It was a raw sound, yes. The equipment was ok but it was live takes as usual. Three, four records were live takes.
That’s crazy! I used to work in Worcester and never knew that Pungent Stench and Napalm Death both recorded there!
I can’t even remember where it was! I went to Birmingham and travelled with Mick there and it was a lot smaller town! I hitchhiked over, it’s crazy, just to record for that one day! Unbelievable, but good times! It was an experience that you only have once in your lifetime. That’s your youth, you just don’t give a shit and you just do it. You have your little goal and then you try and reach it step by step. That’s the best memories you can have.
Your first demo, going back to that, had dialogue from the first Evil Dead film. Were you big horror film buffs back then and are you still now?
Oh yes, we were always influenced by films and back then, of course, horror films. It was just an insane part of that movie sound wise and with the insanity of the tape, it’s perfect. Back then, the film wasn’t that big, not that many people know about it as they did later on and I think it was the perfect intro to that tape.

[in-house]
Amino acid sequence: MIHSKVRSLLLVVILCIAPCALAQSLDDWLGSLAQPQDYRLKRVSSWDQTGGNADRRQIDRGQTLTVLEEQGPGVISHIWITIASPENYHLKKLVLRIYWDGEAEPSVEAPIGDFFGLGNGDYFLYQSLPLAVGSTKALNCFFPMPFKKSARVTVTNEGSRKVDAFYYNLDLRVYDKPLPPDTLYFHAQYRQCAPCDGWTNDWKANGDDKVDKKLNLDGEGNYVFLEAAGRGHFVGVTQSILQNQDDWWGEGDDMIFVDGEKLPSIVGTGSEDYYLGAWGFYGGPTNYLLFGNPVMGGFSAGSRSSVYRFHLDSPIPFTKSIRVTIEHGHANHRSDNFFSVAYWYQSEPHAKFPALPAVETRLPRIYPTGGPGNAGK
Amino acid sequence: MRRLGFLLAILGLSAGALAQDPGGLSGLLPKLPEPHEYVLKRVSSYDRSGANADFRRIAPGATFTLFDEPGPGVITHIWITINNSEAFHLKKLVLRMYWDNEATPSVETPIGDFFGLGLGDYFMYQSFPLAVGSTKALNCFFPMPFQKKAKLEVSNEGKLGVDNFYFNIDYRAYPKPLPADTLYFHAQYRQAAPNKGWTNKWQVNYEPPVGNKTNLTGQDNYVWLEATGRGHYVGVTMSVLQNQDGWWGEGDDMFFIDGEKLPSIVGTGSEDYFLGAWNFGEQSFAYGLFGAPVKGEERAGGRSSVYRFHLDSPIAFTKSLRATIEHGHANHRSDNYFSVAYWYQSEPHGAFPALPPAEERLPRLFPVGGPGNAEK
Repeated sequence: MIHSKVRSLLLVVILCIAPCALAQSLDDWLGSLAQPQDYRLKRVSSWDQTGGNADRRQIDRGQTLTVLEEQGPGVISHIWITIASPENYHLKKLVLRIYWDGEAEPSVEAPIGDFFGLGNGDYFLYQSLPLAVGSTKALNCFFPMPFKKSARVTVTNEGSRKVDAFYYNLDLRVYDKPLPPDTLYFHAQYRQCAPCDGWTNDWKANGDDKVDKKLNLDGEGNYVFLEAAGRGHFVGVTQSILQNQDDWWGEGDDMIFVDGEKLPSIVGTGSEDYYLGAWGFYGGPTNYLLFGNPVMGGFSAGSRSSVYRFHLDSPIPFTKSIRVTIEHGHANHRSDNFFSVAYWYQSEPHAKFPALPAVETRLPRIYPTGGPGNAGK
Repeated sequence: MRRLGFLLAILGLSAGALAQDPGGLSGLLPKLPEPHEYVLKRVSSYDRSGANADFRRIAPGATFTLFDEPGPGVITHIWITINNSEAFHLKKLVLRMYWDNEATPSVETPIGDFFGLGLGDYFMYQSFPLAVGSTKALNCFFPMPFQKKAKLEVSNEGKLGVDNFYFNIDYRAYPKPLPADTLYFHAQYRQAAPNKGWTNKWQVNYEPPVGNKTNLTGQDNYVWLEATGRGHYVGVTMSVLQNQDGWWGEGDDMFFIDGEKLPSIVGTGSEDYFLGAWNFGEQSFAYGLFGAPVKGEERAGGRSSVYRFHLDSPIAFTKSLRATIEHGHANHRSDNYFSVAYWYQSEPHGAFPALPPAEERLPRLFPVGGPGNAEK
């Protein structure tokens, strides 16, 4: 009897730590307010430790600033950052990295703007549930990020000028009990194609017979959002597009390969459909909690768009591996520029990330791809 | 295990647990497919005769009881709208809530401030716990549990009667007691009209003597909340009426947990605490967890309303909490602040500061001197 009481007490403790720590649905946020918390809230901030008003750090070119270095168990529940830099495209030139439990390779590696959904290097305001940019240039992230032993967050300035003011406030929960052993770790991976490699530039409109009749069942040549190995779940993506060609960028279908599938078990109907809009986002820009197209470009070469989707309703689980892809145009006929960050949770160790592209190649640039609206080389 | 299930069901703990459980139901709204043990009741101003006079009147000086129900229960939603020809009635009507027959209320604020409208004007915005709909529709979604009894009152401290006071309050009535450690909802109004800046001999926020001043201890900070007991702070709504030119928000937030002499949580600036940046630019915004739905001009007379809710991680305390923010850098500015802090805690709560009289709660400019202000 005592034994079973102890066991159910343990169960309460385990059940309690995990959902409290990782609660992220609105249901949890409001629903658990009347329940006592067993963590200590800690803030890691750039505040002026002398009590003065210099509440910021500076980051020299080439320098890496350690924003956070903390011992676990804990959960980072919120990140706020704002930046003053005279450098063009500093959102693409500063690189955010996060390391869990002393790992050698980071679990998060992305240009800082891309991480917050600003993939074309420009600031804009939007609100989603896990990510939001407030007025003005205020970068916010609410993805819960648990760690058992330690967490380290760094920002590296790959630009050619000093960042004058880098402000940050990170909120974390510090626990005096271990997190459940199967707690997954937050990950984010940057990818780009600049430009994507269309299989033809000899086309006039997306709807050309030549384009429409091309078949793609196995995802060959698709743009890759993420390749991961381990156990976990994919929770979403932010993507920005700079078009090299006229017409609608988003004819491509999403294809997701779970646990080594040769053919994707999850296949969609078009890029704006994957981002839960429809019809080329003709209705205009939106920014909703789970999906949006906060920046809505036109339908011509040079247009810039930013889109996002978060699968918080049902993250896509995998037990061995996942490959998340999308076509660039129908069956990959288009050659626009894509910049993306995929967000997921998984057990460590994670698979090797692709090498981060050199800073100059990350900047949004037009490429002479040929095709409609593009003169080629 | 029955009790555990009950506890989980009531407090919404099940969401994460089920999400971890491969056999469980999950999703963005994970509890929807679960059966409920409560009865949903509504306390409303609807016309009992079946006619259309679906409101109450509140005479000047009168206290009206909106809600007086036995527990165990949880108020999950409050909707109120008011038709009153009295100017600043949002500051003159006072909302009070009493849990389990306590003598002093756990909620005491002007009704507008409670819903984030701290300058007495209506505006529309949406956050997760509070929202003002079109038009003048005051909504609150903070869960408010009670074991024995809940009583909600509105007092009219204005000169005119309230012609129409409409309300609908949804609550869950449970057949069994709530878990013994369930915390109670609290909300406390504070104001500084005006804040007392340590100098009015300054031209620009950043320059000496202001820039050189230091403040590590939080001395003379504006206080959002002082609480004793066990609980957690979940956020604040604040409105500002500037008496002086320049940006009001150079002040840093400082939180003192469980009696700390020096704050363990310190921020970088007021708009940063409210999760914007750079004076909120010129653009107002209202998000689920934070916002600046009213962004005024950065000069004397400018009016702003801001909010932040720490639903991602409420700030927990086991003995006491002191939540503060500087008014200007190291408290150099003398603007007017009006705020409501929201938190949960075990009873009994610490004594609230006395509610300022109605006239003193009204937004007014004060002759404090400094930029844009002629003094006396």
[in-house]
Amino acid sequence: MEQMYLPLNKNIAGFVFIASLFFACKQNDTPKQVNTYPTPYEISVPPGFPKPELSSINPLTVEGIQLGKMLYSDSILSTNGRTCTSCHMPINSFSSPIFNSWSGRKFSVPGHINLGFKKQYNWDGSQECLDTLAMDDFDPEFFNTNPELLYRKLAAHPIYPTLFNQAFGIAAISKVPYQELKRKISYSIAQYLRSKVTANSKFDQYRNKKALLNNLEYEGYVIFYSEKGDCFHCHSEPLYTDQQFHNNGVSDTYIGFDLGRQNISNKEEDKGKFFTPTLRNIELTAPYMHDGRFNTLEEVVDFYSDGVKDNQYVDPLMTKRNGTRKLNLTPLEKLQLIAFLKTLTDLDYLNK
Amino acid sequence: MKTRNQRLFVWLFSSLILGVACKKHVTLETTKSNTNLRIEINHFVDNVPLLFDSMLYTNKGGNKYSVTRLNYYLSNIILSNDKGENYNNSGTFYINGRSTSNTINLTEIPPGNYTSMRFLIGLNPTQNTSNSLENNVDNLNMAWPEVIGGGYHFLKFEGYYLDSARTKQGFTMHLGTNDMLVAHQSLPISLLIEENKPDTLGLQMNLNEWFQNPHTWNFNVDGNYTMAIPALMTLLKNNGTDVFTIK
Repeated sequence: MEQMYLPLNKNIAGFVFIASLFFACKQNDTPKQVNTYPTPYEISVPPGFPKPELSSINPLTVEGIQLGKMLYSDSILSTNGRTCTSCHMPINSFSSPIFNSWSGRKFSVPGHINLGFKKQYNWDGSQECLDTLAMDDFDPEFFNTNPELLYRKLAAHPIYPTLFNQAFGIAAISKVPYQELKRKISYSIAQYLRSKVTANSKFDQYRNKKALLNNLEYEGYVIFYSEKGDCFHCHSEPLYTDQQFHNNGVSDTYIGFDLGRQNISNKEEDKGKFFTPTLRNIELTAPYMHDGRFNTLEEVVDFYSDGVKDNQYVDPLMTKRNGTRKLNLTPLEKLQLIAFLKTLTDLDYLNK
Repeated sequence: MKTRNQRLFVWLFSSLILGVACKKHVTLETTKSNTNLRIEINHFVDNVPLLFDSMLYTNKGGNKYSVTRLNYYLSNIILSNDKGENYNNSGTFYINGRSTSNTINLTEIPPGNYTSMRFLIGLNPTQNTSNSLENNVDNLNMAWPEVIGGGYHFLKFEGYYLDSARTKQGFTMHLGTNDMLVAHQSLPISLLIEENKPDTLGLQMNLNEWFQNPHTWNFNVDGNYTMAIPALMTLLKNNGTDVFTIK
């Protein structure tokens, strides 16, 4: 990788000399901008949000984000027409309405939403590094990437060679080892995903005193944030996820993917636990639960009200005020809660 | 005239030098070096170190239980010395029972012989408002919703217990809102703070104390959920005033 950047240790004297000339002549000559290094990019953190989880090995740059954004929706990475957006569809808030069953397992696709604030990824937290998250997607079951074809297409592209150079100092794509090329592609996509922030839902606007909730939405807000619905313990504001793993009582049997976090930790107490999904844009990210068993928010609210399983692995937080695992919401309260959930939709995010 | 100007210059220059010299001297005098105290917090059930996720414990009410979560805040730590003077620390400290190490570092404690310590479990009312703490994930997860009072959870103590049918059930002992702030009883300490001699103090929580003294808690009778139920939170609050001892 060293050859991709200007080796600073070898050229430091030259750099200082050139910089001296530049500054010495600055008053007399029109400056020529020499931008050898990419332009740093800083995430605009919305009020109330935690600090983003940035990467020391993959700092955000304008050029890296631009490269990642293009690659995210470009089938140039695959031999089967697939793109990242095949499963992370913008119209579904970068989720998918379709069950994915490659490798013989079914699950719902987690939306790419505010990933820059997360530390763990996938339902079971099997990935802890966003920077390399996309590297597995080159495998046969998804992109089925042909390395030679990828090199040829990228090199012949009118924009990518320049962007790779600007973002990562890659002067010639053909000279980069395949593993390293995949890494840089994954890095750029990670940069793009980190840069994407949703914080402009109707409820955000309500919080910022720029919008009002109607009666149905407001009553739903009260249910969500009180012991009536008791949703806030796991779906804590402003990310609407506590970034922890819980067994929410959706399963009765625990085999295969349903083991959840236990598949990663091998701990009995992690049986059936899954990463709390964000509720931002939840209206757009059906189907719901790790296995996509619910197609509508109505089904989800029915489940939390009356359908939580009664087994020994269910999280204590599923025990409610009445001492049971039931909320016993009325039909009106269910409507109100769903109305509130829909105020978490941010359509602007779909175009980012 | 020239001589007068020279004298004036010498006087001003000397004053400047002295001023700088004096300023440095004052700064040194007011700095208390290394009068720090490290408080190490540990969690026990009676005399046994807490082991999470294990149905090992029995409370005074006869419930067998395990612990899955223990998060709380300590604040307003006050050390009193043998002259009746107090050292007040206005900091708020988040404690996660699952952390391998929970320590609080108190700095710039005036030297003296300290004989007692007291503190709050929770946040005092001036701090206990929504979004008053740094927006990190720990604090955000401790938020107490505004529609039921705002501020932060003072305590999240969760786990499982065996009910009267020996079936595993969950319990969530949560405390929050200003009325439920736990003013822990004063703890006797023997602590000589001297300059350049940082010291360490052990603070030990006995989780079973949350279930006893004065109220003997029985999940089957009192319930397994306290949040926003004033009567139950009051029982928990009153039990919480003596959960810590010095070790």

Are you still as big into horror films these days?
Yeah, sure. I even run a film company. I do an HD restoration of old Italian movies and release them on Blu-Ray. It’s not only horror but also crime movies and trash movies. I release them for the German, Austrian and Swiss markets. I try to get old reels from cinemas if the version was different in Germany and try to get trailers and Super 8 versions and featurettes in Rome with people involved in the film, if they are still alive! I’ve been doing this for a number of years and it’s great to work with this material. It’s great to work with these people.
You played with everyone from Carcass to Extreme Noise Terror to Type O Negative amongst others, what do you remember about playing with those bands?